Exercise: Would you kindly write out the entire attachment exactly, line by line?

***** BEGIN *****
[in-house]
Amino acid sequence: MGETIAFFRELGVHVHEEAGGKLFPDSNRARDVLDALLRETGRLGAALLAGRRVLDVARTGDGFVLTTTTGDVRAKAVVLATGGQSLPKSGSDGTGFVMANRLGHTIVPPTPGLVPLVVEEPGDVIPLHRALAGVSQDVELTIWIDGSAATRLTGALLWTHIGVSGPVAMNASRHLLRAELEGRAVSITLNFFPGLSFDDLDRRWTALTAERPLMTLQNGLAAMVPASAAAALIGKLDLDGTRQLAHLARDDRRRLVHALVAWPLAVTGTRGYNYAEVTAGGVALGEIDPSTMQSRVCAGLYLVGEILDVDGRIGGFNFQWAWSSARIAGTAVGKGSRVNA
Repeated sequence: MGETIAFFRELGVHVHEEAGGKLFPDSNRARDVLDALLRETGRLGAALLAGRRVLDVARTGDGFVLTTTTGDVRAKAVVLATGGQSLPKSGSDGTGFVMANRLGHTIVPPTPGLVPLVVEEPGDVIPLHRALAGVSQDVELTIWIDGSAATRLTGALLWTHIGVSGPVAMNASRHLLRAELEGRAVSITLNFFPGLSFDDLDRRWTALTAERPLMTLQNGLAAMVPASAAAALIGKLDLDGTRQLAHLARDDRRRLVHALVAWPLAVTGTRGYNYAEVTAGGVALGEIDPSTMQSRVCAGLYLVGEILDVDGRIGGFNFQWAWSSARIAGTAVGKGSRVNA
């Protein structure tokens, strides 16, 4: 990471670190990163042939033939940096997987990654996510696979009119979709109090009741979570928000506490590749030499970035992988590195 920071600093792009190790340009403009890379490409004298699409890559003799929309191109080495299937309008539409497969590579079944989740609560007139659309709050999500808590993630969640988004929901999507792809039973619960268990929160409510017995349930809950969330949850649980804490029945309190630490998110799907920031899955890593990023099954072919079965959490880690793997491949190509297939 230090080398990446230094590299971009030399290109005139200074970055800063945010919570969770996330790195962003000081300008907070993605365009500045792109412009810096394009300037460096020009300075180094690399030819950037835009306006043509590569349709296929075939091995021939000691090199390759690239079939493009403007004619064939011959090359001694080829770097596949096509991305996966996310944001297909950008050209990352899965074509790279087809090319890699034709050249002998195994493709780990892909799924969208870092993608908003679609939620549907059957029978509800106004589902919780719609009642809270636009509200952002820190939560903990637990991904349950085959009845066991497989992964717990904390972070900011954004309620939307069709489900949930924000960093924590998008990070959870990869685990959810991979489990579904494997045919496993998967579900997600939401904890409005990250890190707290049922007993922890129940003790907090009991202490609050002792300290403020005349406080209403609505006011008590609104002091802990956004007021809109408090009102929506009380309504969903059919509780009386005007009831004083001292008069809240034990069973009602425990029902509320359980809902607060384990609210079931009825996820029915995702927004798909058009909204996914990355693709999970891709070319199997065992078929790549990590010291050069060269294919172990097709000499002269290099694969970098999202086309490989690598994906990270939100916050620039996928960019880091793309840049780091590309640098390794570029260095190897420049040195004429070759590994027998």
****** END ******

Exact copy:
[in-house]
Amino acid sequence: MGETIAFFRELGVHVHEEAGGKLFPDSNRARDVLDALLRETGRLGAALLAGRRVLDVARTGDGFVLTTTTGDVRAKAVVLATGGQSLPKSGSDGTGFVMANRLGHTIVPPTPGLVPLVVEEPGDVIPLHRALAGVSQDVELTIWIDGSAATRLTGALLWTHIGVSGPVAMNASRHLLRAELEGRAVSITLNFFPGLSFDDLDRRWTALTAERPLMTLQNGLAAMVPASAAAALIGKLDLDGTRQLAHLARDDRRRLVHALVAWPLAVTGTRGYNYAEVTAGGVALGEIDPSTMQSRVCAGLYLVGEILDVDGRIGGFNFQWAWSSARIAGTAVGKGSRVNA
Repeated sequence: MGETIAFFRELGVHVHEEAGGKLFPDSNRARDVLDALLRETGRLGAALLAGRRVLDVARTGDGFVLTTTTGDVRAKAVVLATGGQSLPKSGSDGTGFVMANRLGHTIVPPTPGLVPLVVEEPGDVIPLHRALAGVSQDVELTIWIDGSAATRLTGALLWTHIGVSGPVAMNASRHLLRAELEGRAVSITLNFFPGLSFDDLDRRWTALTAERPLMTLQNGLAAMVPASAAAALIGKLDLDGTRQLAHLARDDRRRLVHALVAWPLAVTGTRGYNYAEVTAGGVALGEIDPSTMQSRVCAGLYLVGEILDVDGRIGGFNFQWAWSSARIAGTAVGKGSRVNA
């Protein structure tokens, strides 16, 4: 990471670190990163042939033939940096997987990654996510696979009119979709109090009741979570928000506490590749030499970035992988590195 920071600093792009190790340009403009890379490409004298699409890559003799929309191109080495299937309008539409497969590579079944989740609560007139659309709050999500808590993630969640988004929901999507792809039973619960268990929160409510017995349930809950969330949850649980804490029945309190630490998110799907920031899955890593990023099954072919079965959490880690793997491949190509297939 230090080398990446230094590299971009030399290109005139200074970055800063945010919570969770996330790195962003000081300008907070993605365009500045792109412009810096394009300037460096020009300075180094690399030819950037835009306006043509590569349709296929075939091995021939000691090199390759690239079939493009403007004619064939011959090359001694080829770097596949096509991305996966996310944001297909950008050209990352899965074509790279087809090319890699034709050249002998195994493709780990892909799924969208870092993608908003679609939620549907059957029978509800106004589902919780719609009642809270636009509200952002820190939560903990637990991904349950085959009845066991497989992964717990904390972070900011954004309620939307069709489900949930924000960093924590998008990070959870990869685990959810991979489990579904494997045919496993998967579900997600939401904890409005990250890190707290049922007993922890129940003790907090009991202490609050002792300290403020005349406080209403609505006011008590609104002091802990956004007021809109408090009102929506009380309504969903059919509780009386005007009831004083001292008069809240034990069973009602425990029902509320359980809902607060384990609210079931009825996820029915995702927004798909058009909204996914990355693709999970891709070319199997065992078929790549990590010291050069060269294919172990097709000499002269290099694969970098999202086309490989690598994906990270939100916050620039996928960019880091793309840049780091590309640098390794570029260095190897420049040195004429070759590994027998």